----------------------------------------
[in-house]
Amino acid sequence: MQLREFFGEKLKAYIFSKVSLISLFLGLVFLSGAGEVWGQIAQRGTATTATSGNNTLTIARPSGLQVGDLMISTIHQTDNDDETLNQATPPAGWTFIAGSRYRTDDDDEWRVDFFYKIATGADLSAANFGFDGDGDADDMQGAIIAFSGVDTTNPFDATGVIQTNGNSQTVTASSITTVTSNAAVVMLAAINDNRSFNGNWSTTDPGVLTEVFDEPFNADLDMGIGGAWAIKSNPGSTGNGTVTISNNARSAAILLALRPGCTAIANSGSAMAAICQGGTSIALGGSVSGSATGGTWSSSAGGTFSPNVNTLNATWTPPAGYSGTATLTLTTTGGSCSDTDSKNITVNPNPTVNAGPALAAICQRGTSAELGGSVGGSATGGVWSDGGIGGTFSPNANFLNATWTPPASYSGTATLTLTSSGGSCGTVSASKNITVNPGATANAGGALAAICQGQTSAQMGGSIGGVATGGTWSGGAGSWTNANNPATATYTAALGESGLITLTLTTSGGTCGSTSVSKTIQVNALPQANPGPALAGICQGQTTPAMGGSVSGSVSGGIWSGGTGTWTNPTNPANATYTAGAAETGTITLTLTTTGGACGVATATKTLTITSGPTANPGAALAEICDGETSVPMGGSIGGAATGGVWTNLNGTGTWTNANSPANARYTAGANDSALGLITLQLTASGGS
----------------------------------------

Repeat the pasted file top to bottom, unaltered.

[in-house]
Amino acid sequence: MQLREFFGEKLKAYIFSKVSLISLFLGLVFLSGAGEVWGQIAQRGTATTATSGNNTLTIARPSGLQVGDLMISTIHQTDNDDETLNQATPPAGWTFIAGSRYRTDDDDEWRVDFFYKIATGADLSAANFGFDGDGDADDMQGAIIAFSGVDTTNPFDATGVIQTNGNSQTVTASSITTVTSNAAVVMLAAINDNRSFNGNWSTTDPGVLTEVFDEPFNADLDMGIGGAWAIKSNPGSTGNGTVTISNNARSAAILLALRPGCTAIANSGSAMAAICQGGTSIALGGSVSGSATGGTWSSSAGGTFSPNVNTLNATWTPPAGYSGTATLTLTTTGGSCSDTDSKNITVNPNPTVNAGPALAAICQRGTSAELGGSVGGSATGGVWSDGGIGGTFSPNANFLNATWTPPASYSGTATLTLTSSGGSCGTVSASKNITVNPGATANAGGALAAICQGQTSAQMGGSIGGVATGGTWSGGAGSWTNANNPATATYTAALGESGLITLTLTTSGGTCGSTSVSKTIQVNALPQANPGPALAGICQGQTTPAMGGSVSGSVSGGIWSGGTGTWTNPTNPANATYTAGAAETGTITLTLTTTGGACGVATATKTLTITSGPTANPGAALAEICDGETSVPMGGSIGGAATGGVWTNLNGTGTWTNANSPANARYTAGANDSALGLITLQLTASGGS